Four Views of Bingham Canyon in 1909
These pictures were provided by David Lang. He is a great-grandson of Col. Enos Andrew Wall.
This view is looking southward up Main Bingham Canyon from the north side of Carr Fork junction. The Utah Copper mine is about half a mile away. Today the copper mine has swallowed up everything in sight, and even those intimately familiar with today's topography have difficulty comprehending how much material has been moved, or seeing any landmark that is common both to old photographs and today's scenery.
Here is Utah Copper's very first drop cut. Ore was loaded by the steam shovel to the right of the tracks and hauled out through a tunnel, roughly below the camera station.
We are looking westward at the hillside above the drop cut, from a position several hundred feet up the hill. Much of the mining activity involved relocating unwanted waste rock to uncover ore. The Utah Copper mine relied heavily on rail traffic, and when the Denver & Rio Grande Railway was unable to live up to its commitment to carry the ore to the mill 30 miles away, additional stock was issued and Utah Copper built its own railroad, the Bingham and Garfield. For reference, Markham Peak is the notched peak at the right.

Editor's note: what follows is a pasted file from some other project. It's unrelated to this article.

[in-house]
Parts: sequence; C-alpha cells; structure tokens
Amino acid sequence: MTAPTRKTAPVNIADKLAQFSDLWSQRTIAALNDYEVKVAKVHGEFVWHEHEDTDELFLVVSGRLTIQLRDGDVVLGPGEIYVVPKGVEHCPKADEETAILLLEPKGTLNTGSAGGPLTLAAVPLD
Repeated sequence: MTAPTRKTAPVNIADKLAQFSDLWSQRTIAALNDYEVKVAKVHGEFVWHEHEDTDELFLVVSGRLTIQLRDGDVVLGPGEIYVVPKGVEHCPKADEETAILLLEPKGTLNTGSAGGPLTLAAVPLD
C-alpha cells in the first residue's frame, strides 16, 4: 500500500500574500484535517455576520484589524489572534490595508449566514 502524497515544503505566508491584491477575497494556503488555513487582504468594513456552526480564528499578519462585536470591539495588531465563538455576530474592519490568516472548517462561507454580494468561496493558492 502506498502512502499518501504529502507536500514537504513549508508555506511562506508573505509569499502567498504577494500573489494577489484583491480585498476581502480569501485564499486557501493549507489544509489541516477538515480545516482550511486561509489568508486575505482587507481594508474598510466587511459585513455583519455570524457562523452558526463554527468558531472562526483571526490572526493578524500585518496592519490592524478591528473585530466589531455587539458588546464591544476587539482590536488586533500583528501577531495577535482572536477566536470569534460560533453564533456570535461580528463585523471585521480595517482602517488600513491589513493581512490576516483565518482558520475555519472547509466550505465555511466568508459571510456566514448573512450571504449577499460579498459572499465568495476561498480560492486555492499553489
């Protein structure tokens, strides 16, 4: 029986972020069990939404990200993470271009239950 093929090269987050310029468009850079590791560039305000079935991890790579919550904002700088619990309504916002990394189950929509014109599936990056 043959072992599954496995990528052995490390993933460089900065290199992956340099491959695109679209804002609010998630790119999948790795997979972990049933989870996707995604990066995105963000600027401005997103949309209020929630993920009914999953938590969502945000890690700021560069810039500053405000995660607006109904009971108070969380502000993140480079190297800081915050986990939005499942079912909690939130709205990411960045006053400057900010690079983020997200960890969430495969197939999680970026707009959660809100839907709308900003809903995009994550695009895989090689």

This view looks northward down main Bingham Canyon toward Markham Peak. This view down the canyon would have been familiar to all members of the Hickman family working their way down from Galena Gulch, the mouth of which is about another half-mile behind this viewpoint. Mining activity eventually made it impossible for traffic to get up the canyon to Copperfield, so in the mid-1930s a tunnel was built for automobile traffic. Copperfield was finally abandoned in the 1950s and the last residents moved out of Bingham Canyon in the early 1970s.
To visit the Hickman Map Room, click here. To see additional pictures of Bingham in Mark Evans' collection, click here. The Shipler photo collection has many pictures of Bingham; click here. To return to the Hickman Museum Index page, click here.